On my site i can trigger certain things using GET request like the ability to hide or delete a comment. I am not very worried but it would be pretty annoying if someone design an attack using img src= url to delete comments or emails. Is there a way to prevent this?
I am using httponlycookies for the login data. if someone does img src or a variant would the request submit valid login cookies? should i use POST instead? Would POST slow the site down? There are very little cookies so a browser may submit cookies and POST with one packet however i dont know if POST and cookies must be seperate.
all of these answers seem to have something to consider not mentioned in the other 3. So i'll turn this into a wiki so people can be more informed instead of looking at accepted answer.
You have confused a couple of common issues here.
Firstly, the attack as others have noted is called is a cross-site request forgery. It is possible to cause either GETs or POSTs from another domain and because the request is going to your domain it will pass in the cookies for your domain which include the session details.
To counter this, when a user logs in, generate a token (some random string of characters) that all links and forms on your site pass back during that session. When the request comes in, take the session details from the cookie and look up which token should GETted/POSTed for that session. If the correct token has not been passed then you can ignore the request/inform the user/log detail for further investigation. I'd recommend the last as when implementing this you may well miss a few links or forms which will then not work. Users may simply leave rather than taking the time to inform you of this.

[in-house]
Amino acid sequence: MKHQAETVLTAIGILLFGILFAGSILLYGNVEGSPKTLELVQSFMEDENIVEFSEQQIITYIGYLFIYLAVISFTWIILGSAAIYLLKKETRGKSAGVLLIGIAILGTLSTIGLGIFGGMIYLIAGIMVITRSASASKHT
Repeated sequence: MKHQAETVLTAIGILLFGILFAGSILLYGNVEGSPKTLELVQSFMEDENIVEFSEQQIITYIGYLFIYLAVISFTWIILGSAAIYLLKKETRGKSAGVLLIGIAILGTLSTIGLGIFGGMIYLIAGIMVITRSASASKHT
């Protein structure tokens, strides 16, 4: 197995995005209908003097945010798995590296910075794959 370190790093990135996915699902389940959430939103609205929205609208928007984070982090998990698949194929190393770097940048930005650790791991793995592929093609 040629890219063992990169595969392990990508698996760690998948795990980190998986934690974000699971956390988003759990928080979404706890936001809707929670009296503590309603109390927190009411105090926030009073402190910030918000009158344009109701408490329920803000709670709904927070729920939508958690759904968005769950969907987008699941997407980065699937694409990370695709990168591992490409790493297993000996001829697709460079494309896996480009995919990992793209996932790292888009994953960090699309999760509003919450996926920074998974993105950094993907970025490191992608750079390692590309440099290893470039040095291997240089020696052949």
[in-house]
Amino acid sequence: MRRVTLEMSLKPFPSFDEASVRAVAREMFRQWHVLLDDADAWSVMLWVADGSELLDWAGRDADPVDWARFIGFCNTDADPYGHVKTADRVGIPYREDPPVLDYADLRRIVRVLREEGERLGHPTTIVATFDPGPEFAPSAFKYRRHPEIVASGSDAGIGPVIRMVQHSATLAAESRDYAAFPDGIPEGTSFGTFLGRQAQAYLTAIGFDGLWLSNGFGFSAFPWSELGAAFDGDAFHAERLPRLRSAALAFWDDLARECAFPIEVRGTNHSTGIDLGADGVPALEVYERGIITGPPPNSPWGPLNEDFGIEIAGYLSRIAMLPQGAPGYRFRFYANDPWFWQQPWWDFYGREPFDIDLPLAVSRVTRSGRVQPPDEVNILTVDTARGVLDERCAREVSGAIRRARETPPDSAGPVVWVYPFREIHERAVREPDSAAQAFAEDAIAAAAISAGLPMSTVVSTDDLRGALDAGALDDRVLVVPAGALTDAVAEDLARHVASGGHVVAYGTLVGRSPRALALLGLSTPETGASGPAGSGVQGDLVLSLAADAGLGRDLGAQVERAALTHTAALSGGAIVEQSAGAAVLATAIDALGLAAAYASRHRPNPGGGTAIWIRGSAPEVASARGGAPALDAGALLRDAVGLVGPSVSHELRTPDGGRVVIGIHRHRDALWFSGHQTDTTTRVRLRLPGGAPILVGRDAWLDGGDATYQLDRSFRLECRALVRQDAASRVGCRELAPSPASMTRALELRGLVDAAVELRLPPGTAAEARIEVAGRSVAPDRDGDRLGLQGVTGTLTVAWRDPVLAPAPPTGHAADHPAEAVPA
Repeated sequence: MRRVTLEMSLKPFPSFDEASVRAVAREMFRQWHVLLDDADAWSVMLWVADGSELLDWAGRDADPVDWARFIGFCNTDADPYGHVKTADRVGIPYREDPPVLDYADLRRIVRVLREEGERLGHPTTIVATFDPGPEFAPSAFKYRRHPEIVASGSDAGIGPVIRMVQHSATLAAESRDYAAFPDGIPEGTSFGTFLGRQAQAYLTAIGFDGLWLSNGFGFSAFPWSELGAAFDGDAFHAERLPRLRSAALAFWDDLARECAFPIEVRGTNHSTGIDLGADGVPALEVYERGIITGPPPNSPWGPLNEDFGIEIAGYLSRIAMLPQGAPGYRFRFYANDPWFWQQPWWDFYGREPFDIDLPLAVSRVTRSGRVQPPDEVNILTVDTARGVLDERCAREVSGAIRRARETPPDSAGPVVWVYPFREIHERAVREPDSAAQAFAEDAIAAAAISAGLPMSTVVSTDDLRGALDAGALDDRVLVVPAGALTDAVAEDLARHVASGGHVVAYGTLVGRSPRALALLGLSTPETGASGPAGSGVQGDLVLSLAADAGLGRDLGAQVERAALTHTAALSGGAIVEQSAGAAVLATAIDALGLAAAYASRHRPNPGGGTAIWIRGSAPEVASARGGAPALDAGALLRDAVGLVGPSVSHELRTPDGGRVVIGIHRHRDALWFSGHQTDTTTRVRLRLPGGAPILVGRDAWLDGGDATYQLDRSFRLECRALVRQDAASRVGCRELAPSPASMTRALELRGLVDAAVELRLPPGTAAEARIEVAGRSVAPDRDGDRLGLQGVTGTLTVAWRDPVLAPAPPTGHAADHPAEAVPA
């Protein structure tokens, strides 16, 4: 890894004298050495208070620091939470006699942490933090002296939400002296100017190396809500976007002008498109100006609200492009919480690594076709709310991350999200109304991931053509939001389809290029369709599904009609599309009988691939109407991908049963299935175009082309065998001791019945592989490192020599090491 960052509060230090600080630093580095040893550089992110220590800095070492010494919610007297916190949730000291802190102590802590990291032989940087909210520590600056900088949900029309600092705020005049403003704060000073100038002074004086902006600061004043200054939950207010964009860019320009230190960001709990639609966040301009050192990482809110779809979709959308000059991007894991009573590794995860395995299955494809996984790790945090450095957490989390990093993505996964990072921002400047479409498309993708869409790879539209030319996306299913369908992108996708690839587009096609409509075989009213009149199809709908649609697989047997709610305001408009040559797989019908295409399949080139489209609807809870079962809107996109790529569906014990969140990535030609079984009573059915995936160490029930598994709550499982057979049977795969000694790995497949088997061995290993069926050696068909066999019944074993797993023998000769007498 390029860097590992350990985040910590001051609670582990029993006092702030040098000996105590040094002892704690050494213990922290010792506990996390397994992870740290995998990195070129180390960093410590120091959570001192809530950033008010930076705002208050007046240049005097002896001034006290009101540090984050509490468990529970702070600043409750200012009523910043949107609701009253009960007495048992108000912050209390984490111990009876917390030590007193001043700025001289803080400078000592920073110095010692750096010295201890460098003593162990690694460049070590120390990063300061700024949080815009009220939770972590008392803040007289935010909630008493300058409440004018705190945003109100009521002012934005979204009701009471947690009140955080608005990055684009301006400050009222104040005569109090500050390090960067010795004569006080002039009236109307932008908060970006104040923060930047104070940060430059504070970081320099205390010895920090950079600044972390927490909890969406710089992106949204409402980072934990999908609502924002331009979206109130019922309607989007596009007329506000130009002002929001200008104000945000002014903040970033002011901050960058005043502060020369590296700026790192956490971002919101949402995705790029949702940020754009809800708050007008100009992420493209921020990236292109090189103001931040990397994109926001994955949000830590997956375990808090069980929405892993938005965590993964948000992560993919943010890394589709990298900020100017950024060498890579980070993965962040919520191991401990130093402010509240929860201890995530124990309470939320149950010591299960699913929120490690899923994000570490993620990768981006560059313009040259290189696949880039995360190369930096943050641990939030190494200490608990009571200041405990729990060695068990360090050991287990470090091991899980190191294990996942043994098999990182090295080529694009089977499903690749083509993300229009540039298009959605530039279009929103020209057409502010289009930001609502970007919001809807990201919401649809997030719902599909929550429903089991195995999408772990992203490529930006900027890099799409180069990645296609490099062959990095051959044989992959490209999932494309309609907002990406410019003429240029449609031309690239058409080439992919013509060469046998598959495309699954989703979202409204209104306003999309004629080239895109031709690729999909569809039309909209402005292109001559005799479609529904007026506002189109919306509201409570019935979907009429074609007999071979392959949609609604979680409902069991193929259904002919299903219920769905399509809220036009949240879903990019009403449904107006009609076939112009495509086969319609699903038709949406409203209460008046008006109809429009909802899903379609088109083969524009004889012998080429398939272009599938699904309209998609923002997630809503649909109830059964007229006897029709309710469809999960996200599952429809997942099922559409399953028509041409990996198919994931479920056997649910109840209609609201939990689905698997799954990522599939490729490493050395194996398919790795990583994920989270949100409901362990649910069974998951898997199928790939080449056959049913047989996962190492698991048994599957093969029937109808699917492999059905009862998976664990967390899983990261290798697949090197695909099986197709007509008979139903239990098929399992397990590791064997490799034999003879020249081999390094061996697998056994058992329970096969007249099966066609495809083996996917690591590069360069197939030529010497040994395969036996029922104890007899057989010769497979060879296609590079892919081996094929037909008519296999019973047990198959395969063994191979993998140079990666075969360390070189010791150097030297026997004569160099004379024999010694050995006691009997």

Secondly, GET requests should be safe (i.e. simply cause data to be displayed with no changes made) and POSTs should be used for all data altering requests. Firstly in case a spider manages to follow a link, causing changes that spiders shouldn't be causing. Secondly as a backup to the user refreshing the page - the browser should remind them that they will be resubmitting the request and do they want to continue. I say as a backup because all your requests should be written in such a way that they are harmless/ignored if resubmitted i.e. don't have a button that requests the last item to be deleted, instead look up that the id of the last item is 1423 and have the button request that 1423 is deleted; if this is submitted twice then the second time around your validation should notice that item 1423 is no longer there and cause no further changes.
should i use POST instead? Would POST slow the site down? There are very little cookies so a browser may submit cookies and POST with one packet however i dont know if POST and cookies must be seperate.
Yes, it is better to use POST in your case for lowering the security risk. And don't favor speed over security, go with the POST and yes post and cookie won't clash with each other.
In the end, i would suggest you to go for the html purifier for making your urls and forms safe.
The risk you're discussing is known as a cross-site request forgery attack. The standard way to prevent it is to double-post cookies (once in the cookies, once in the form), or some other unique token that an attacker could not guess via an included image. For more details on detection and prevention, see:
I mostly agree with status203. Apart from what he has said about POST not really helping, a couple of comments:
1) GETs are safe only if the application is written correctly. I have seen applications where GETs are used even to make changes. Secondly on this topic, if you return JSON data as an array and your entry point is not protected against CSRF, on some browsers the attacker may be able to steal victim's data by enticing victim to website that has <script src="http://yourserver/json_rsp_entrypoint"></script> and then overriding the array constructor.
2) Secondly while having something random in the param and then checking with what is stored in session works, this is complicated if you do not have sessions (such as if you have hundreds of servers and don't want to take the hit of querying DB). So, one alternative is to include MD5(session_cookie) as the CSRF token. This allows you to verify without resorting to DB and attacker without XSS can't get session_cookie and so can't construct token. Note that I do not recommend using session_cookie itself as the token because it creates worse problems - when referrer is leaked or if in hidden form field, then if page is saved.